PAWLING NATURE PRESERVE
Dutchess County, Pawling, NY
1,060 acres


Directions:

From NYC, go north on I-684 to the end, then on Route 22, to Pawling, about 55 miles. Continue another 2.5 miles north; turn east (right) on North Quaker Hill Road (Route 68). Bear right and continue for 1.4 miles(.3 miles bear right, 1.4 miles in all), then make a left onto Quaker Lake Road. Go 1.5 miles to a small parking lot on the left. The north parking area is 1.4 miles farther, also on the left.


Geology:

Pawling is located off Route 22. Between Patterson and Interstate 90 (82 miles), the topography is very different from that to the south on Route 22 (the Hudson Highlands). This area is part of a finger projection southward off the Great Valley. Route 22 travels through a system of valleys in an area of carbonate rocks. The adjacent hills are held up by crumpled schists (these originating from the metamorphism of shales and graywackes). Between Patterson and Millerton, there are roadcuts revealing the greenish-gray Cambrian-Ordovician Stockbridge marble. Also seen are examples of dark schists. (Van Diver 1985:104)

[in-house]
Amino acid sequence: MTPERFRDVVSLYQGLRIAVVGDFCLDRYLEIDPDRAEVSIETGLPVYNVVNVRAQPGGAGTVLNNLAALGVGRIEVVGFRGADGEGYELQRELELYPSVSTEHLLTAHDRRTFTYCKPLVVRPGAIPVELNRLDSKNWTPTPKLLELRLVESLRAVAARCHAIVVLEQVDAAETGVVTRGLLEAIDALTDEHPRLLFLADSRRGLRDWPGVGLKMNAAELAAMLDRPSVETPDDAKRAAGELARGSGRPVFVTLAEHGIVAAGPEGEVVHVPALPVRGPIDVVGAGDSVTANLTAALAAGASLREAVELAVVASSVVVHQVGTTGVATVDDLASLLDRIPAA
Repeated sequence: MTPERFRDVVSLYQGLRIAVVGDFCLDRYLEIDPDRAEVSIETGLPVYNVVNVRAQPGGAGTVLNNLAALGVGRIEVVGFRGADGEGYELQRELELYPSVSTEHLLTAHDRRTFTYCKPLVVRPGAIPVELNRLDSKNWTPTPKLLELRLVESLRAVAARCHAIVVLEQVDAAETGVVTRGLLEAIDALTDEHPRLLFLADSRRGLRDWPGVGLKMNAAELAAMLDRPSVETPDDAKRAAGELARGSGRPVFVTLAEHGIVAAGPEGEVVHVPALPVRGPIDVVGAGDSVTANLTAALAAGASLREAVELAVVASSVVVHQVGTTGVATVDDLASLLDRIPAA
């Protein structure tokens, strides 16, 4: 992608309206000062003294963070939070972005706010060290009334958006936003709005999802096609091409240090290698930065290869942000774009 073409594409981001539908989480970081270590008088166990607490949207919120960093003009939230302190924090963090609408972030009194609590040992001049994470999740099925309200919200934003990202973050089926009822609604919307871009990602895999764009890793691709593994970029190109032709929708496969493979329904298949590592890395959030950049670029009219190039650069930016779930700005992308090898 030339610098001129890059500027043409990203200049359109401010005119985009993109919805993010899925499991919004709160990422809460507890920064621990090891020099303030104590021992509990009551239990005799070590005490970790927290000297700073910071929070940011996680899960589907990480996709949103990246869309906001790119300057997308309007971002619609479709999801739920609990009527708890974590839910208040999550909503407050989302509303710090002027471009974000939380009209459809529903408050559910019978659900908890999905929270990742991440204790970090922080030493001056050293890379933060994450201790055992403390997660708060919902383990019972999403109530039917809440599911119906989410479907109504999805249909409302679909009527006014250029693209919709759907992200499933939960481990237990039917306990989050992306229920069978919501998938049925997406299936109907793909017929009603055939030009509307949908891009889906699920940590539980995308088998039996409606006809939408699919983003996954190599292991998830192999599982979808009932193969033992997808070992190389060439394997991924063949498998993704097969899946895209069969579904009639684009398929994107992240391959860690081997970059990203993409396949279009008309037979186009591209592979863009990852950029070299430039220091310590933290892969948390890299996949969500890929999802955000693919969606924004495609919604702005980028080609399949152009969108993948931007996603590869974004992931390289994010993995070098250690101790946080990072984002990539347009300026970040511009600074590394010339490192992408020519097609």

Quaker Lake is located just on the west side of Hammersly Ridge (1053 feet) of the New England Upland.  It lies at the foot of the Berkshire Mountains.  The preserve borders Quaker Lake on the north, west, and south side of Quaker Lake.

The Hammersly Ridge is composed of mica schist (a metamorphosed material of micas, quartz, and feldspars).   The light colored veins are quartz.  The mica schist is part of the Manhattan schist formation from Manhattan northwest.   

The hemlock ravine is a great place for ferns because the limestone in the mica schist weathers out into the soil.


History:

1728  --  settlers first arrive in Pawling, when the area was known as the Beekman Patent.

1749  --  Quaker Meeting House built on Quaker Hill.

1750  --  sheep and cattle were farmed on the reserve's land. Farming continued on the land into the 1930s.

fall of 1778  --  George Washington stayed here waiting for the British to attack either Boston or West Point. The Quaker Meeting House became a hospital for soldiers in the Revolutionary War.

1849  --  The arrival of the railroad aides the farming and summer resort industries.

during World War II  --  the Holiday Hills YMCA and Trinity Pawling School converted into a Rest and Recuperation Center for wounded soldiers.